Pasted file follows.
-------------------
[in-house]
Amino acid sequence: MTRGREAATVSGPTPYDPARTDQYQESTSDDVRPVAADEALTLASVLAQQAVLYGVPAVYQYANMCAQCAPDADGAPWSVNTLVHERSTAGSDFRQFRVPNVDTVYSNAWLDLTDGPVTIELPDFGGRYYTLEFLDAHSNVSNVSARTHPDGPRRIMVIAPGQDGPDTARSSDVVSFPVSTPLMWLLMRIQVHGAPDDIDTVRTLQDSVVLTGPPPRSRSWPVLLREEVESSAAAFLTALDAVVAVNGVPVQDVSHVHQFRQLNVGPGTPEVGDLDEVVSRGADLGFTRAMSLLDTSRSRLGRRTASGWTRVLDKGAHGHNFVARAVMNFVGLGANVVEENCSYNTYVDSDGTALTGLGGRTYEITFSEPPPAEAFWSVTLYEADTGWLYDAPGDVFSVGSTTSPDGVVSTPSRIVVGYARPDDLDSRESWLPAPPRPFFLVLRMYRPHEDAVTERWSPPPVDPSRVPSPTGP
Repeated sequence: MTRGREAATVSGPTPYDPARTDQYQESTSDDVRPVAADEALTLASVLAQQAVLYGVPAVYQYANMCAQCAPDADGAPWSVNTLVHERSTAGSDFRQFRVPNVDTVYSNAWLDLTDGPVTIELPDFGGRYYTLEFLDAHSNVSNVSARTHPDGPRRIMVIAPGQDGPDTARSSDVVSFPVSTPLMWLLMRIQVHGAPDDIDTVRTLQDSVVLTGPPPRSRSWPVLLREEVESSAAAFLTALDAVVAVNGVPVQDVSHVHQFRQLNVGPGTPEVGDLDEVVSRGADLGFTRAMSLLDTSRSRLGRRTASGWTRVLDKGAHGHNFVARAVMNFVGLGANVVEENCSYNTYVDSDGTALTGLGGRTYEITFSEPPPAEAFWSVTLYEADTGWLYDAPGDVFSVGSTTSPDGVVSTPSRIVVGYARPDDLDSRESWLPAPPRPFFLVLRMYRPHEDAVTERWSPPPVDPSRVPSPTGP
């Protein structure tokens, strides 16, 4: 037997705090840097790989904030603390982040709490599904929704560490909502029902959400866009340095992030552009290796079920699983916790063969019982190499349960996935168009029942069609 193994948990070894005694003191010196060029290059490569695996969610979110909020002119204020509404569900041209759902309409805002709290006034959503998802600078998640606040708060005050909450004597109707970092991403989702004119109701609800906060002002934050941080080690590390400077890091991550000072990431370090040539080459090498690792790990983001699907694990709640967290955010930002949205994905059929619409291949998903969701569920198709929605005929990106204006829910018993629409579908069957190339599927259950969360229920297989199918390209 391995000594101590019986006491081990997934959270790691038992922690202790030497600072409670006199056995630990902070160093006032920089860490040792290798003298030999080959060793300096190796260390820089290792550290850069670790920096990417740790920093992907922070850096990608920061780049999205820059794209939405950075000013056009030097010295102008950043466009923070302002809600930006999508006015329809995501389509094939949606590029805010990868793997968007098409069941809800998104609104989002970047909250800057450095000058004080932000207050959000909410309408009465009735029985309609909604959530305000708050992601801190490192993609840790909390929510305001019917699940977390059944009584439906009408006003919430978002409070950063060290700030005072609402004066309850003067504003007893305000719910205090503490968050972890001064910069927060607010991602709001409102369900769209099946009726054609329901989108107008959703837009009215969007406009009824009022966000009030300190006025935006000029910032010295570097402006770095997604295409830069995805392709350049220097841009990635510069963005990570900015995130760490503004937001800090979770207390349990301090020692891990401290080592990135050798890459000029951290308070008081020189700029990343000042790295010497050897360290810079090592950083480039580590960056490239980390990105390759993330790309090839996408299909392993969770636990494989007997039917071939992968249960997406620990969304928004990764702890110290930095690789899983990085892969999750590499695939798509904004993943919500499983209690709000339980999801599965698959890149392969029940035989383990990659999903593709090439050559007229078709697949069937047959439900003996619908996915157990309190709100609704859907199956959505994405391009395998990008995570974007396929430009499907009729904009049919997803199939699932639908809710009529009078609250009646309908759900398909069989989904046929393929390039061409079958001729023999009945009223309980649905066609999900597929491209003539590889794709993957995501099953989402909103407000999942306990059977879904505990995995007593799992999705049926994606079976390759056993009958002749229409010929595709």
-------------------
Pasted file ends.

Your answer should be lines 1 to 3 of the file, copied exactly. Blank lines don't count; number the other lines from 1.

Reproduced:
[in-house]
Amino acid sequence: MTRGREAATVSGPTPYDPARTDQYQESTSDDVRPVAADEALTLASVLAQQAVLYGVPAVYQYANMCAQCAPDADGAPWSVNTLVHERSTAGSDFRQFRVPNVDTVYSNAWLDLTDGPVTIELPDFGGRYYTLEFLDAHSNVSNVSARTHPDGPRRIMVIAPGQDGPDTARSSDVVSFPVSTPLMWLLMRIQVHGAPDDIDTVRTLQDSVVLTGPPPRSRSWPVLLREEVESSAAAFLTALDAVVAVNGVPVQDVSHVHQFRQLNVGPGTPEVGDLDEVVSRGADLGFTRAMSLLDTSRSRLGRRTASGWTRVLDKGAHGHNFVARAVMNFVGLGANVVEENCSYNTYVDSDGTALTGLGGRTYEITFSEPPPAEAFWSVTLYEADTGWLYDAPGDVFSVGSTTSPDGVVSTPSRIVVGYARPDDLDSRESWLPAPPRPFFLVLRMYRPHEDAVTERWSPPPVDPSRVPSPTGP
Repeated sequence: MTRGREAATVSGPTPYDPARTDQYQESTSDDVRPVAADEALTLASVLAQQAVLYGVPAVYQYANMCAQCAPDADGAPWSVNTLVHERSTAGSDFRQFRVPNVDTVYSNAWLDLTDGPVTIELPDFGGRYYTLEFLDAHSNVSNVSARTHPDGPRRIMVIAPGQDGPDTARSSDVVSFPVSTPLMWLLMRIQVHGAPDDIDTVRTLQDSVVLTGPPPRSRSWPVLLREEVESSAAAFLTALDAVVAVNGVPVQDVSHVHQFRQLNVGPGTPEVGDLDEVVSRGADLGFTRAMSLLDTSRSRLGRRTASGWTRVLDKGAHGHNFVARAVMNFVGLGANVVEENCSYNTYVDSDGTALTGLGGRTYEITFSEPPPAEAFWSVTLYEADTGWLYDAPGDVFSVGSTTSPDGVVSTPSRIVVGYARPDDLDSRESWLPAPPRPFFLVLRMYRPHEDAVTERWSPPPVDPSRVPSPTGP